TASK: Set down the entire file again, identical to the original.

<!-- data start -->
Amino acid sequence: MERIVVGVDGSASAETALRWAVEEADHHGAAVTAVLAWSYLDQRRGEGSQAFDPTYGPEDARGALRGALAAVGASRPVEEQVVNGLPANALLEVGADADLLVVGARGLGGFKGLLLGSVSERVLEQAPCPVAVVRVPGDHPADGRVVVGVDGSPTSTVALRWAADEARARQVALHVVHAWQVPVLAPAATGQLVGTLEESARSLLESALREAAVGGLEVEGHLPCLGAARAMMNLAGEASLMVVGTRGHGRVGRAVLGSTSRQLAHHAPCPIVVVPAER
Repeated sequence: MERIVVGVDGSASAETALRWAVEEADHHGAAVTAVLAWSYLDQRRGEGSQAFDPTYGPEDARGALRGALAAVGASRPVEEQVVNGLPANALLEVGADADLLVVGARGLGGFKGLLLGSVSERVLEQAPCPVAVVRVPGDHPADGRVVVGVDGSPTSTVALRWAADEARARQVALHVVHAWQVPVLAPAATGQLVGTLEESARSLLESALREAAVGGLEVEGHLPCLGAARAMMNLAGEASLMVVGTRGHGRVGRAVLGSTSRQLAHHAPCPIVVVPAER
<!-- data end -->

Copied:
Amino acid sequence: MERIVVGVDGSASAETALRWAVEEADHHGAAVTAVLAWSYLDQRRGEGSQAFDPTYGPEDARGALRGALAAVGASRPVEEQVVNGLPANALLEVGADADLLVVGARGLGGFKGLLLGSVSERVLEQAPCPVAVVRVPGDHPADGRVVVGVDGSPTSTVALRWAADEARARQVALHVVHAWQVPVLAPAATGQLVGTLEESARSLLESALREAAVGGLEVEGHLPCLGAARAMMNLAGEASLMVVGTRGHGRVGRAVLGSTSRQLAHHAPCPIVVVPAER
Repeated sequence: MERIVVGVDGSASAETALRWAVEEADHHGAAVTAVLAWSYLDQRRGEGSQAFDPTYGPEDARGALRGALAAVGASRPVEEQVVNGLPANALLEVGADADLLVVGARGLGGFKGLLLGSVSERVLEQAPCPVAVVRVPGDHPADGRVVVGVDGSPTSTVALRWAADEARARQVALHVVHAWQVPVLAPAATGQLVGTLEESARSLLESALREAAVGGLEVEGHLPCLGAARAMMNLAGEASLMVVGTRGHGRVGRAVLGSTSRQLAHHAPCPIVVVPAER